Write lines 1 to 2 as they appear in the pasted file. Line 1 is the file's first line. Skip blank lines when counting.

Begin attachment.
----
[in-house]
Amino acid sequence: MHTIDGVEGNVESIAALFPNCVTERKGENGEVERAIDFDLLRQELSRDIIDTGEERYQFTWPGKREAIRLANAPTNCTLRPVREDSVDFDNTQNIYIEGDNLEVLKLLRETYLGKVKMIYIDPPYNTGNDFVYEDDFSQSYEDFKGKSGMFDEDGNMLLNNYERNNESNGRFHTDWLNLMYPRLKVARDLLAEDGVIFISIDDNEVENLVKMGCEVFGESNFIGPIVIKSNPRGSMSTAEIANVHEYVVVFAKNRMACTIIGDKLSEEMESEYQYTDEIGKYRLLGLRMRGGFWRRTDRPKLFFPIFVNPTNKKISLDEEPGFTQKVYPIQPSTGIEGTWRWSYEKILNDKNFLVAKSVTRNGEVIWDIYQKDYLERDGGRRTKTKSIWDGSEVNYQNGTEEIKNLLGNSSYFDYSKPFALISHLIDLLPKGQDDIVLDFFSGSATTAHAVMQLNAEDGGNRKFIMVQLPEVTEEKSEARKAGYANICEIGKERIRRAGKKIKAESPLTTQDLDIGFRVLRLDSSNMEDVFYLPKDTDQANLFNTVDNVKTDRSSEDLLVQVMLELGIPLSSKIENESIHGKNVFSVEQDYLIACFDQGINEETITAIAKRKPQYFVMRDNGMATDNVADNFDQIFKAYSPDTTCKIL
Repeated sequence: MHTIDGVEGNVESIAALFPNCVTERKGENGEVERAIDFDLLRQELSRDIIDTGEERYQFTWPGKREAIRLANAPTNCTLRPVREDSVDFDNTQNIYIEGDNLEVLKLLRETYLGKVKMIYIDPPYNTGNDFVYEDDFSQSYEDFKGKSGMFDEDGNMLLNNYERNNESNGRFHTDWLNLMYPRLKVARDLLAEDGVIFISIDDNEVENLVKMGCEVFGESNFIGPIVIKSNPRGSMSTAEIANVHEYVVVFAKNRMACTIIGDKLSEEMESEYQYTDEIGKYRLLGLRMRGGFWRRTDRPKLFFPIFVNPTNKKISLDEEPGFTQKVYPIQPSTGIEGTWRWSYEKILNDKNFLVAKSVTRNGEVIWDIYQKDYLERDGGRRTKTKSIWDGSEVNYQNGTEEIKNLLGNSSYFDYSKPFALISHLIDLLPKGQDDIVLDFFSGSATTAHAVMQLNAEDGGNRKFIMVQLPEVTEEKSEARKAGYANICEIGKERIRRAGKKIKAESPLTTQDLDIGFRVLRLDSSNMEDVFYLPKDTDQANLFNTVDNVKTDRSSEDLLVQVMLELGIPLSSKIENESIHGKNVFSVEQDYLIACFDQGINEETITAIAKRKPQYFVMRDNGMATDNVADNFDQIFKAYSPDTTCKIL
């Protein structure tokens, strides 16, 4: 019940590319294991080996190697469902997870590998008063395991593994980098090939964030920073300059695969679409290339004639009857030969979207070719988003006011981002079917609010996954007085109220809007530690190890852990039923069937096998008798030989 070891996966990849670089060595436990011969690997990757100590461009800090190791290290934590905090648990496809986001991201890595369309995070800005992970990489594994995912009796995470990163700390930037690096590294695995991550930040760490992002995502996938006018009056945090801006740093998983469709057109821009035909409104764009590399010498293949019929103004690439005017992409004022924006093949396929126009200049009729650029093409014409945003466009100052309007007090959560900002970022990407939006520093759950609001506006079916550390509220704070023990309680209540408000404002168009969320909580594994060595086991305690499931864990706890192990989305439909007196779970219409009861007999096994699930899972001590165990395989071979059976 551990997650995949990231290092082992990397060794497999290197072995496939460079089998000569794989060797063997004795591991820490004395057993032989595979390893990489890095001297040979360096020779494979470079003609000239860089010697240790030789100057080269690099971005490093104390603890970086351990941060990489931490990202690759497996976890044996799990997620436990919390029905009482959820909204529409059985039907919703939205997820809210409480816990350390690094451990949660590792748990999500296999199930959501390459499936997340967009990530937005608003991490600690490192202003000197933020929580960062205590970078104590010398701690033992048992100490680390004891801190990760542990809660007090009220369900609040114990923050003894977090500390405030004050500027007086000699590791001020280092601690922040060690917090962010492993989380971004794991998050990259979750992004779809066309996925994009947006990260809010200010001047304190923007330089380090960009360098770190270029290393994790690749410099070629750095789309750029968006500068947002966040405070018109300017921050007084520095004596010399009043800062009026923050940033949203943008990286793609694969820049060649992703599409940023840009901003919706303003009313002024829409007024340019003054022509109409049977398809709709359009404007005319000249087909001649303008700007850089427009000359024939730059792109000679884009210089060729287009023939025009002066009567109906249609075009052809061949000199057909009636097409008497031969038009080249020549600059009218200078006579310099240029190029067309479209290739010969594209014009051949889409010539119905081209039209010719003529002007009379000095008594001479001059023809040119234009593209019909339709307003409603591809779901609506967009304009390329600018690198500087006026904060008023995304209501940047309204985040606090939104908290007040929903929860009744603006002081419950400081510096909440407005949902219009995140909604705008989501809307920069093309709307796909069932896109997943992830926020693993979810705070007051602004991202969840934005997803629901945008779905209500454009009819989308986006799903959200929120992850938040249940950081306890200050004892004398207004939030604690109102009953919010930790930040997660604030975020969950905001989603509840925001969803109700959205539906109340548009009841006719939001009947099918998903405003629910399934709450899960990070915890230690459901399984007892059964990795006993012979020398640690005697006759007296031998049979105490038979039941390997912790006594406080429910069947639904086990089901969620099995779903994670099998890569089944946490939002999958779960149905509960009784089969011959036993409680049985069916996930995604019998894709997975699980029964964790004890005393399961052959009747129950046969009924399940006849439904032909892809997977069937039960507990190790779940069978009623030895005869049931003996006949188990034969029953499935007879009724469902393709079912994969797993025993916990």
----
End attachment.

[in-house]
Amino acid sequence: MHTIDGVEGNVESIAALFPNCVTERKGENGEVERAIDFDLLRQELSRDIIDTGEERYQFTWPGKREAIRLANAPTNCTLRPVREDSVDFDNTQNIYIEGDNLEVLKLLRETYLGKVKMIYIDPPYNTGNDFVYEDDFSQSYEDFKGKSGMFDEDGNMLLNNYERNNESNGRFHTDWLNLMYPRLKVARDLLAEDGVIFISIDDNEVENLVKMGCEVFGESNFIGPIVIKSNPRGSMSTAEIANVHEYVVVFAKNRMACTIIGDKLSEEMESEYQYTDEIGKYRLLGLRMRGGFWRRTDRPKLFFPIFVNPTNKKISLDEEPGFTQKVYPIQPSTGIEGTWRWSYEKILNDKNFLVAKSVTRNGEVIWDIYQKDYLERDGGRRTKTKSIWDGSEVNYQNGTEEIKNLLGNSSYFDYSKPFALISHLIDLLPKGQDDIVLDFFSGSATTAHAVMQLNAEDGGNRKFIMVQLPEVTEEKSEARKAGYANICEIGKERIRRAGKKIKAESPLTTQDLDIGFRVLRLDSSNMEDVFYLPKDTDQANLFNTVDNVKTDRSSEDLLVQVMLELGIPLSSKIENESIHGKNVFSVEQDYLIACFDQGINEETITAIAKRKPQYFVMRDNGMATDNVADNFDQIFKAYSPDTTCKIL